Phone and broadband watchdog Ofcom today confirmed plans to make it easier for people to take unresolved complaints to a free, independent resolution service.
Last year, around three million people failed to settle problems with their phone and broadband provider within 12 weeks of their initial complaint.
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Dispute resolution effective, but awareness low
Research by Ofcom shows that you’re more likely to resolve a problem with your phone or broadband provider if you take it to dispute resolution. It says that of those complaints about mobile providers that were not resolved within 12 weeks, 91% of disputes were subsequently settled when taken to a dispute resolution service. Only half of such complaints were resolved when the customer did not go to a dispute resolution service.
If you have a complaint with your home phone, mobile or broadband provider that is not resolved to your satisfaction within eight weeks of your initial complaint, you have the right to escalate your complaint to one of two telecoms dispute resolution services – Otelo or Cisas. You can find out which one your provider is a member of on the Otelo and Cisas websites.
However, Ofcom found that more than three-quarters of phone and broadband customers it asked who had problems resolving their complaints were unaware of this right.
Providers who don’t treat complainants fairly risk enforcement
Part of the reason for low awareness of complaints rights is likely to be down to phone or broadband companies not making clear information about them widely available to customers.
Ofcom plans to put in place new rules to address this issue. From 22 July 2011, phone and broadband suppliers must:
- Include information about their dispute resolution service on all paper bills.
- Write to customers whose complaints haven’t been addressed within eight weeks to tell them about their right to escalate their complaint.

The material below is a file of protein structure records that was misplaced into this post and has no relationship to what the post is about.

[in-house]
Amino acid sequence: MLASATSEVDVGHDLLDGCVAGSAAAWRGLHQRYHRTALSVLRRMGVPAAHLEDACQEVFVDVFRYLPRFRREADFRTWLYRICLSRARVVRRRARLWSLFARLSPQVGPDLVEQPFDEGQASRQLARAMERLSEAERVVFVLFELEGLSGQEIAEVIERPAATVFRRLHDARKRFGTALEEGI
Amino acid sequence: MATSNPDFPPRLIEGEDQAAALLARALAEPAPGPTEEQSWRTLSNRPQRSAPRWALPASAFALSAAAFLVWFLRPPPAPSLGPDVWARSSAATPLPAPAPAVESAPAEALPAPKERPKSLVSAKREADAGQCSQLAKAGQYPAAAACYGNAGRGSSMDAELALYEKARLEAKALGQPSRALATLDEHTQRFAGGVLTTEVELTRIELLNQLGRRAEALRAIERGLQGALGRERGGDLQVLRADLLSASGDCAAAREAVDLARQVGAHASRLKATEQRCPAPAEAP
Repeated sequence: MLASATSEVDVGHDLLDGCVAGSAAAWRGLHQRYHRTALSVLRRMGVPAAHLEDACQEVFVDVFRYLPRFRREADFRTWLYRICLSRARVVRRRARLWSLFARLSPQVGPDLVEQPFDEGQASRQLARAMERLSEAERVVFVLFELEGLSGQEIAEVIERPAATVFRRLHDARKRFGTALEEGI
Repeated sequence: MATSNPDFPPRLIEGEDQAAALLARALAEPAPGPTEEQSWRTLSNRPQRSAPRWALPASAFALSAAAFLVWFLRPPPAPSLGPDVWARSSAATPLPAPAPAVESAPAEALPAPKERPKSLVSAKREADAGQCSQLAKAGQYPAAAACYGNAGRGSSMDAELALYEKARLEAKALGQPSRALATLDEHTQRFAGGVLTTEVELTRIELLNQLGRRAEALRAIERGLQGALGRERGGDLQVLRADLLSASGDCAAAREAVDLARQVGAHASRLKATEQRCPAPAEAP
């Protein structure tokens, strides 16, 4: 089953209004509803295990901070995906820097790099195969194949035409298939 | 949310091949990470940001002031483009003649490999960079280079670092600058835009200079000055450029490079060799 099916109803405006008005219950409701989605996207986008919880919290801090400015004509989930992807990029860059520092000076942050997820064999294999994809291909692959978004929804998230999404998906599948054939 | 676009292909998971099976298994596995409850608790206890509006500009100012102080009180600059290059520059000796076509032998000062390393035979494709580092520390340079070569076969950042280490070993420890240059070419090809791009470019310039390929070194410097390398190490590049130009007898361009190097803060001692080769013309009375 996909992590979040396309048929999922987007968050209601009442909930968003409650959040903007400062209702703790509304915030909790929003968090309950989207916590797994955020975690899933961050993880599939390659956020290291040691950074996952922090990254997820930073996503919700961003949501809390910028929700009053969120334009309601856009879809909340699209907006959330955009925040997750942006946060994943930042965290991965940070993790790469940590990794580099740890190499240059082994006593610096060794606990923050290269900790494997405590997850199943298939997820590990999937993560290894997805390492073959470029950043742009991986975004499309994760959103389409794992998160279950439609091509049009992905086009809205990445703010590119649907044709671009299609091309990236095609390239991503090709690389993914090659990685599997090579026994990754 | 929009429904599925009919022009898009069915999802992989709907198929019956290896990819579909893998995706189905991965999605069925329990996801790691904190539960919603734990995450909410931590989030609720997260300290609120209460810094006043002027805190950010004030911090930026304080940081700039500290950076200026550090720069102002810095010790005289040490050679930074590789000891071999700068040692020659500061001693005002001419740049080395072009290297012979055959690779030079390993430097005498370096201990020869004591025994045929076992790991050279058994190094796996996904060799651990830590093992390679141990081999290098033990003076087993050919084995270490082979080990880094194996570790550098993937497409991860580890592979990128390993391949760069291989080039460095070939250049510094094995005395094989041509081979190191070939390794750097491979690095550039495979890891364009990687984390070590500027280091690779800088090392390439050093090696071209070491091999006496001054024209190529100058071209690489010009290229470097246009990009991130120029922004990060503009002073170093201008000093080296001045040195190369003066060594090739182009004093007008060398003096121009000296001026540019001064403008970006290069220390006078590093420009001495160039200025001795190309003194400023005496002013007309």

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Fairness and transparency are key
Ofcom is also putting in place a code of practice from 22 January 2011, which includes minimum standards for complaints handling, including timeliness, fairness, transparency and accessibility. It hopes this will provide consistency in standards and give Ofcom powers to take action against providers who do not abide by the code.
Which? phone and broadband expert Ceri Stanaway says: ‘Which? receives a steady stream of complaints from members about phone and broadband providers, and most of them have never heard of Otelo or Cisas.
‘In many cases complainants say they are repeatedly ignored or fobbed off by their providers, suggesting it’s high time more was done to make phone and broadband customers aware of their rights to escalate their complaints.’
Providers should fix problems themselves
‘You’d hope that phone and broadband providers wouldn’t require the threat of enforcement to resolve their customers’ problems fairly’, Ceri adds. ‘Perhaps the requirement to actively promote dispute resolution or risk enforcement action will prompt providers to tackle consumer complaints at an earlier stage.
‘Ofcom’s new rules are certainly a step in the right direction, though the fact there are two dispute resolution services still has potential to cause consumer confusion. It also risks the two services competing for provider membership by being the most lenient. Which?’s preferred model would be to have one, clearly named “Telecoms Ombudsman”‘.
If you have a complaint about your phone and broadband provider, keep records of all written and verbal communication as this will help if you need to take your problem to dispute resolution. Otelo and Cisas decisions are legally binding on the provider and consumers can be awarded up to £5,000 for financial loss and inconvenience caused.
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